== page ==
If the directory/file paths specified in this guide do not exist in your WSO2 product, see Directory Structure of WSO2 Products to locate the paths applicable to your product.

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Trusted certificates and certificate signing authorities: To establish trust, the digital certificate containing the public key should be signed by a trusted certificate signing authority (CA). You can generate self-signed certificates for the public key (thereby creating your own certifying authority), or you can get the certificates signed by an external CA. Both types of trusted certificates can be effectively used depending on the sensitivity of the information that is protected by the keys. When the certificate is signed by a reputed CA, all the parties who trust this CA also trust the certificates signed by them.


The usage of a truststore aligns with this concept of trust. A truststore is also another repository (protected by a password) similar to a keystore, which stores digital certificates. These certifcates can be either of the following:

  • Trusted third parties with which a software system would intend to directly communicate
  • Reputed certificate signing authorities (CA) that can be used to validate the identity of untrusted third parties been contacted.

Even if the exact certificate of a third party that a WSO2 server would intend to communicate with, is not in the truststore, if it’s a CA signed certificate and one of the certificates of its trust chain is already included in the truststore, the trust is automatically granted to the certificate in question and a successful SSL connection is made.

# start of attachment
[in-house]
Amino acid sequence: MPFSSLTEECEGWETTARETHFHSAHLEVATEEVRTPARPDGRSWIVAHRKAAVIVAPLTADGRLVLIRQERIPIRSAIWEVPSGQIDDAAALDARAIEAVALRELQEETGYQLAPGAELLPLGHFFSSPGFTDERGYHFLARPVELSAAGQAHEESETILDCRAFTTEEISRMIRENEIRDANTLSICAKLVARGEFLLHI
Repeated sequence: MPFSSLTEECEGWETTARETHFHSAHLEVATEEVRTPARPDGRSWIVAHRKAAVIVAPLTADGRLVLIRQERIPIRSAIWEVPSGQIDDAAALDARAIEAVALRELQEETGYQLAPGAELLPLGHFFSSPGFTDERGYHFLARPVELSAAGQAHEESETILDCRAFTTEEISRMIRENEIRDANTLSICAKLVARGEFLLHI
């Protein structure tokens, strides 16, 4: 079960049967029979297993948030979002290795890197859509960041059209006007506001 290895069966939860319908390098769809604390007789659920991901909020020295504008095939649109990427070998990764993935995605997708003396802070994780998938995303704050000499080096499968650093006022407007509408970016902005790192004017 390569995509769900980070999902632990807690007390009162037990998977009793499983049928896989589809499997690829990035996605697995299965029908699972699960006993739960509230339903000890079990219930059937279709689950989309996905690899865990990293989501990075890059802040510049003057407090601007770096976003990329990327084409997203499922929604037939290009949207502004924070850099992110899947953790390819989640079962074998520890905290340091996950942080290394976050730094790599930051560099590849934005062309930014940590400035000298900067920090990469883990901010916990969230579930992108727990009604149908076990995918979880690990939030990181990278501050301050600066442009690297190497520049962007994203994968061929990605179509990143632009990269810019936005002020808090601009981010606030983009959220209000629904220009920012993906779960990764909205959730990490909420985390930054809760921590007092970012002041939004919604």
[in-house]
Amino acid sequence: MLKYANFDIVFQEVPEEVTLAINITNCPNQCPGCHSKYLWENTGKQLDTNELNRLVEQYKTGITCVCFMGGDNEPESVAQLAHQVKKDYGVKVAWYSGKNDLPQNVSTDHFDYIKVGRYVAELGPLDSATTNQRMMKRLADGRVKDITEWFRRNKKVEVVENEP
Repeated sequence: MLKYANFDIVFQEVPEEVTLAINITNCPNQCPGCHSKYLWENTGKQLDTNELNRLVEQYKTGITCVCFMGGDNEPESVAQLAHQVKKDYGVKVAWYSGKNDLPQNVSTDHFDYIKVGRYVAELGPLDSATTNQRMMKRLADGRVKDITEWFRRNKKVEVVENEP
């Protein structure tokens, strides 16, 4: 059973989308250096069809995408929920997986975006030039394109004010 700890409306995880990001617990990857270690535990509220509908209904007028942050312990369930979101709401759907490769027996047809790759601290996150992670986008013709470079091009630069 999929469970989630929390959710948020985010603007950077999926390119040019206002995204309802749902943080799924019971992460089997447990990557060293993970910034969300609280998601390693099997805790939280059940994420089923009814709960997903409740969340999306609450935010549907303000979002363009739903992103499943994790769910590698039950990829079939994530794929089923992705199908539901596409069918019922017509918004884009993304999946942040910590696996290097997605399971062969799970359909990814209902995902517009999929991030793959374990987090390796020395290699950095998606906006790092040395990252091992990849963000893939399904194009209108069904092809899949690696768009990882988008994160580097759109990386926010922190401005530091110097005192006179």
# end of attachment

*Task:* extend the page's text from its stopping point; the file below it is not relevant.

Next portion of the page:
titleIdentity and Trust

The key pair and the CA-signed certificates in a keystore establishes two security functions in your server: The key pair with the digital certificate is an indication of identity and the CA-signed certificate provides trust to the identity. Since the public key is used to encrypt information, the keystore containing the corresponding private key should always be protected, as it can decrypt the sensitive information. Furthermore, the privacy of the private key is important as it represents its own identity and protects the integrity of data. However, the CA-signed digital certificates should be accessible to outside parties that require to decrypt and use the information.

To facilitate this requirement, the certificates must be copied to a separate keystore (called a Truststore), which can then be shared with outside parties. Therefore, in a typical setup, you will have one keystore for identity (containing the private key) that is protected, and a separate keystore for trust (containing CA certificates) that is shared with outside parties.